If the beliefs we generate based on small amounts of evidence could be overturned by equally small amounts of counterevidence, they wouldn’t be such a concern. The incorrect belief could be rejected with evidence and logic. But this is the paradox of inductive reasoning – small amounts of evidence are sufficient to make us draw conclusions, but are not usually sufficient to make us revise them.
Unfortunately we (especially those in Shouldland) tend to give more weight to evidence that confirms our beliefs than evidence that challenges them. Kathryn Shulz refers to this as ‘confirmation bias’. An example quite topical at the moment is the debate between the damaging effects of climate change and the poor science that contradicts it. People believe this ‘evidence’ that denies man made climate change because it helps their agenda, be it political or financial gain.
Early evidence is treated preferentially, and is more difficult to remove. I have a young male colleague who has a boss who attempted to chastise my colleague over a minor incident at work. Even when all of the counter-evidence provided later by others discredited the boss’ claims, she maintained her position as the accusation confirmed her beliefs about young men. The outcome of this episode was that the boss had her bias exposed and she lost respect in the workplace. To not fall into this trap that so many do, you must always keep an open mind as the truth reveals itself.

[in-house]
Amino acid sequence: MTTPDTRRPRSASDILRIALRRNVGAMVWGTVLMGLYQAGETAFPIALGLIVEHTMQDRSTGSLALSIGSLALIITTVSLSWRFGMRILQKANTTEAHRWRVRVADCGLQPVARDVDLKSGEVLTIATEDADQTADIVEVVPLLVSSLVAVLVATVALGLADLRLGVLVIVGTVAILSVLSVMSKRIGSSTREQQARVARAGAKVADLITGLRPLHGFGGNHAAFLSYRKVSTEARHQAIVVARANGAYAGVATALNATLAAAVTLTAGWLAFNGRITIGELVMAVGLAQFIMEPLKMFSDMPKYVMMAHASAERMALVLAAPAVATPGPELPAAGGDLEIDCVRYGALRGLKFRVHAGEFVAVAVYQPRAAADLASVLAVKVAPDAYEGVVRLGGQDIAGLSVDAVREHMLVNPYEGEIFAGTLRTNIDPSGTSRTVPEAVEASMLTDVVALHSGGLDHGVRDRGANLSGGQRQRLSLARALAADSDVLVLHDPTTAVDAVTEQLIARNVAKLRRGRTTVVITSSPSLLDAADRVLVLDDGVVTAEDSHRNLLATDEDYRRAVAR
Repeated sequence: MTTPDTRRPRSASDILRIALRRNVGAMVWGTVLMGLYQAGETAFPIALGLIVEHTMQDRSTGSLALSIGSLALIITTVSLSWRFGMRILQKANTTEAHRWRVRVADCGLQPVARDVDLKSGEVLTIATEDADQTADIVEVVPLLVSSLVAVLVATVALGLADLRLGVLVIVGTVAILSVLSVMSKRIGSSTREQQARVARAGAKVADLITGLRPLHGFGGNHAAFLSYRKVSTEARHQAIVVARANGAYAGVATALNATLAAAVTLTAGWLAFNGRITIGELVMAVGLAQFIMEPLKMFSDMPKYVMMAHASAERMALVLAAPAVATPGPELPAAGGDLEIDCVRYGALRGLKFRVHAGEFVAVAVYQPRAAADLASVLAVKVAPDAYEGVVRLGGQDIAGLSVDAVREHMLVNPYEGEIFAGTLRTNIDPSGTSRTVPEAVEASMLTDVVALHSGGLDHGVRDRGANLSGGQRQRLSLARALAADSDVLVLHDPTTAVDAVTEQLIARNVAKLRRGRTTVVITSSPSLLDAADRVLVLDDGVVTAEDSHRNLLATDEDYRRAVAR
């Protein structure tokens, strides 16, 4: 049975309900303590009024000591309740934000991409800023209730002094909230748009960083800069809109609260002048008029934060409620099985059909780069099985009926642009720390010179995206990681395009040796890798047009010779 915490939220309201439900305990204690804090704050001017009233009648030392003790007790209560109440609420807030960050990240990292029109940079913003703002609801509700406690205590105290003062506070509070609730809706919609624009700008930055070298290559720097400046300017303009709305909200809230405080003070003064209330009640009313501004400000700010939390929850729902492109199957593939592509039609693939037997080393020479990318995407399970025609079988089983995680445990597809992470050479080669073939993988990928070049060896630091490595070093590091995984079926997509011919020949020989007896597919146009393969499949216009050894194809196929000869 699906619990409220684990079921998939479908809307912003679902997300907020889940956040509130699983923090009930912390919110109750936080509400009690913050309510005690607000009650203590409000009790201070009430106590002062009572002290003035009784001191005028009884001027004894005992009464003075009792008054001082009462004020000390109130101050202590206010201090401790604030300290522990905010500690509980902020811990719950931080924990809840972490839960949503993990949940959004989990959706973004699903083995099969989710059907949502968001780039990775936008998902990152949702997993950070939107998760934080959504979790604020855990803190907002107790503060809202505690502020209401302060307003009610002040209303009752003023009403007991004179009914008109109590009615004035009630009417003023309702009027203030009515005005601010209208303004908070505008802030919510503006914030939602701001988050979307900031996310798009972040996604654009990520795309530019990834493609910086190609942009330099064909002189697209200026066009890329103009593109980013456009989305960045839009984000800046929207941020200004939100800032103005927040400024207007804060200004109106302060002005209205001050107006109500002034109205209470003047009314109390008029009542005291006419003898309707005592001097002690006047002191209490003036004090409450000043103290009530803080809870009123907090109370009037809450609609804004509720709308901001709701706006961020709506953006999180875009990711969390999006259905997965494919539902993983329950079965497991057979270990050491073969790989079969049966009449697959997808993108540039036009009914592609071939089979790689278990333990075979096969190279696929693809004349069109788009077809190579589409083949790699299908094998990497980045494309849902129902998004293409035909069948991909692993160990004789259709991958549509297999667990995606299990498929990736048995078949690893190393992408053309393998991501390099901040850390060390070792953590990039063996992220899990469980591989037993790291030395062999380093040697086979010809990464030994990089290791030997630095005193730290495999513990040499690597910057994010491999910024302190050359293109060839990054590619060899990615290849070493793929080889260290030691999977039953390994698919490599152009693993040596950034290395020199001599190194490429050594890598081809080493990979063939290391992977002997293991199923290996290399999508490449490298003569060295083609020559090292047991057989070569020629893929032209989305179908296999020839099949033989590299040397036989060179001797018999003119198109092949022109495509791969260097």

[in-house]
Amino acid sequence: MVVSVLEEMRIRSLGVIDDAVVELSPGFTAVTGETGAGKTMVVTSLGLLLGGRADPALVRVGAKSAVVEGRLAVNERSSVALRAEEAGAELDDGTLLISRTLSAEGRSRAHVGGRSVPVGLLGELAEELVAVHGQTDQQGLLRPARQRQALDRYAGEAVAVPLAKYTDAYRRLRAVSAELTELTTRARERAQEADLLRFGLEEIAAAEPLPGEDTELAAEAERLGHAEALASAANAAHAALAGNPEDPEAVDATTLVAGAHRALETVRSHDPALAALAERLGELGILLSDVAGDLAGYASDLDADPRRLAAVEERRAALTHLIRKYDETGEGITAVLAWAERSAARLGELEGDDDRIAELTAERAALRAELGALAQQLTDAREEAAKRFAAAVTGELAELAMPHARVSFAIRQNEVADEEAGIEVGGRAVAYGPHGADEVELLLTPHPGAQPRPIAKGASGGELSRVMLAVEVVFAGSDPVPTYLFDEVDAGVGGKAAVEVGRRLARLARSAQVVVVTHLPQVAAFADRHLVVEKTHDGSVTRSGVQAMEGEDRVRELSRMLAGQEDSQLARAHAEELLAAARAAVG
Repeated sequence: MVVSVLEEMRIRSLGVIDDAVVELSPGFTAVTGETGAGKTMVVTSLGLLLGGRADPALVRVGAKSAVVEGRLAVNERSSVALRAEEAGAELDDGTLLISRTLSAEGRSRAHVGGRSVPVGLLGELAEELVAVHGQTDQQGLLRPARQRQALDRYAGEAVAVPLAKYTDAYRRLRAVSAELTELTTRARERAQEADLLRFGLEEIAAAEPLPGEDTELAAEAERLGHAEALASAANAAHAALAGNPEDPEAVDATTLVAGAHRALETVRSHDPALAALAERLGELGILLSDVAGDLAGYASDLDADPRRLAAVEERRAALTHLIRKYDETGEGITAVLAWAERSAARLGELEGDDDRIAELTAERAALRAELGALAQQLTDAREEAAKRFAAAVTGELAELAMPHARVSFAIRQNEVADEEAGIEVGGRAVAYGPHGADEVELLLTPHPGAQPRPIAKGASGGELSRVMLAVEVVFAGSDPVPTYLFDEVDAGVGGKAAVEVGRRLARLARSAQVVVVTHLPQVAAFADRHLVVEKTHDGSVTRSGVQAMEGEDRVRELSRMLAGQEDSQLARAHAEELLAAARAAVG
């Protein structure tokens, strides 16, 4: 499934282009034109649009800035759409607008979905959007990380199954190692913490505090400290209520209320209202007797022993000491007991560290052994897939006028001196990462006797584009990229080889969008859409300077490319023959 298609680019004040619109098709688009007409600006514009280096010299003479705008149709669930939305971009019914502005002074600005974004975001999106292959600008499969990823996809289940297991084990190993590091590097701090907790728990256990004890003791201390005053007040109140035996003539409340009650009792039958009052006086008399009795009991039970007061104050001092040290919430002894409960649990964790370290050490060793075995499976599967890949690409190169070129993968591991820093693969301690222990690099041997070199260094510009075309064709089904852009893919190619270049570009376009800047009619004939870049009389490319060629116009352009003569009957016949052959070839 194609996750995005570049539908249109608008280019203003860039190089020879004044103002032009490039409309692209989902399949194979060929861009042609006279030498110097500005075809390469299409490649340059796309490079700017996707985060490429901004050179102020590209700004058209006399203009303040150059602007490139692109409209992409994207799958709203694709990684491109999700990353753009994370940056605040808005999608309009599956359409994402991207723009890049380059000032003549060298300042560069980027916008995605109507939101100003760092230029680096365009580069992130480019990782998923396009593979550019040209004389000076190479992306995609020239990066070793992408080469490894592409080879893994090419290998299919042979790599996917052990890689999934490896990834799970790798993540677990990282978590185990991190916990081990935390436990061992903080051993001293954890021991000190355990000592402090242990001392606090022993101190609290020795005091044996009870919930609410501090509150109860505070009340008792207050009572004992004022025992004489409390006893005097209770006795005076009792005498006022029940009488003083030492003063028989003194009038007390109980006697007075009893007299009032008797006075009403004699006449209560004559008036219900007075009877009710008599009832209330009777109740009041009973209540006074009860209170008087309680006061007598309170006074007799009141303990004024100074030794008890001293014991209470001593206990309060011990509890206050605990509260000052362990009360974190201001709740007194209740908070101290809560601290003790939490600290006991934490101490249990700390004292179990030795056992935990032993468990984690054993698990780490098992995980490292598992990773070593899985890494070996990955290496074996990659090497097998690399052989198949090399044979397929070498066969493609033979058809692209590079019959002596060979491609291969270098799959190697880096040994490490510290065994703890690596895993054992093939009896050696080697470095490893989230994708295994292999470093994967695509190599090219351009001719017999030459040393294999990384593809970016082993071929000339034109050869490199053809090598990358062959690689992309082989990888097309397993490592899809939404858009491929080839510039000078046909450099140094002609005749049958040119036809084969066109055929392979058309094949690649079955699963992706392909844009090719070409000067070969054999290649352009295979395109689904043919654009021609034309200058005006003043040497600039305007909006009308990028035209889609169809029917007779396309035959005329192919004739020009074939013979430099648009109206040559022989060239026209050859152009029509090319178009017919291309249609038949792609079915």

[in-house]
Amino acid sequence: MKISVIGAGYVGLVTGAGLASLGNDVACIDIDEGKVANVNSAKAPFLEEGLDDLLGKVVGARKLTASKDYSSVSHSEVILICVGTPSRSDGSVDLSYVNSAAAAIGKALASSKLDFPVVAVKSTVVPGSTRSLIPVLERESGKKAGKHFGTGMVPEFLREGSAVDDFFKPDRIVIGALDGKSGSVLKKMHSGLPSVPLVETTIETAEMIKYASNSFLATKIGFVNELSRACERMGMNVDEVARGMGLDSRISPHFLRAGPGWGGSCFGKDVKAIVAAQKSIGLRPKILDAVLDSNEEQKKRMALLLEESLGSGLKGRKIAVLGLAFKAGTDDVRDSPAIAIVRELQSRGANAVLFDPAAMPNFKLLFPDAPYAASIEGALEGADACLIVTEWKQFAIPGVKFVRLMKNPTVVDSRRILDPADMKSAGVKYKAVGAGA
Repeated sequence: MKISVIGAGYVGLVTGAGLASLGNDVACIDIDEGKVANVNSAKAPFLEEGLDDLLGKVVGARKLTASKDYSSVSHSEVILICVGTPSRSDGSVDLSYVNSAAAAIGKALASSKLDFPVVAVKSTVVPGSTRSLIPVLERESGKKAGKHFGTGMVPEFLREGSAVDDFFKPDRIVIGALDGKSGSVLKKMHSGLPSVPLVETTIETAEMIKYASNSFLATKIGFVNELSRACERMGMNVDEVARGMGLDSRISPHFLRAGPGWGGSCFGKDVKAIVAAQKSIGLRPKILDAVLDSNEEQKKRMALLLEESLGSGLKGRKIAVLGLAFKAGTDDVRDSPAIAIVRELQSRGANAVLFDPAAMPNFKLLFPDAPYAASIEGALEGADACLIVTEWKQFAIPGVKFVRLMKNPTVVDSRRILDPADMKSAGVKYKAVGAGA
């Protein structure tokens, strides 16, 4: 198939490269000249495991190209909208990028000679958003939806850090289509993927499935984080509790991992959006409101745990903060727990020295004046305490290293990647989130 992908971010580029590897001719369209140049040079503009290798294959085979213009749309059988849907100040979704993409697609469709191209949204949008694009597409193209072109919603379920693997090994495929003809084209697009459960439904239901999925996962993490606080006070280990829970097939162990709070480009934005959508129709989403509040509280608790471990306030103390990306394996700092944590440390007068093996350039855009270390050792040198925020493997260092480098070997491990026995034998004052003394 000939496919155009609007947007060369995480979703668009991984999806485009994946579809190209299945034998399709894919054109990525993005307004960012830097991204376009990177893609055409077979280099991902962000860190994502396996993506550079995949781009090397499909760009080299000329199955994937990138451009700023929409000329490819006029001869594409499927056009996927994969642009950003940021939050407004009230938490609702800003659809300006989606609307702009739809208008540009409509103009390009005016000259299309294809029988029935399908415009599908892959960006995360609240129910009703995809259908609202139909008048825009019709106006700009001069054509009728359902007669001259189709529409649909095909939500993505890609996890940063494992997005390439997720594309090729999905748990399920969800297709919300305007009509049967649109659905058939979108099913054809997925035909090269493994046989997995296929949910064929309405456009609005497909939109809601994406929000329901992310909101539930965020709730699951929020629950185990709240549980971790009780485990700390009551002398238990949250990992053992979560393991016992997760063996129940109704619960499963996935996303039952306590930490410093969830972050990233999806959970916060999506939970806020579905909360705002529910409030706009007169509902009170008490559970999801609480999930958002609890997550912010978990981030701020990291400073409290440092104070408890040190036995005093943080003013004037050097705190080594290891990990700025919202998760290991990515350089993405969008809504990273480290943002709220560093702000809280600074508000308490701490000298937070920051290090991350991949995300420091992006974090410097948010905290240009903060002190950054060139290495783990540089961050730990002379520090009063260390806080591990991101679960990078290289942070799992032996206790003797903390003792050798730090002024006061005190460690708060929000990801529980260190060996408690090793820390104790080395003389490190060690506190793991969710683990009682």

Looking for counter-evidence often requires time, energy, education, freedom, and sufficient social capital to resist the suspicion and mocking from the defenders of the status quo. Unfortunately for those who the dominant or popular theory is against, it is likely that these are qualities they don’t possess. If the dominant or popular theory is to your advantage, why would you challenge it?
An example of someone having the time, energy, education, freedom, sufficient social capital, and most importantly the bravery, to resist the popular belief of the day is the legend of Charles Darwin. He came up with the theory of the evolution of man, even when he knew that it would bring strong resistance, and amazingly still does to this day in some religious groups.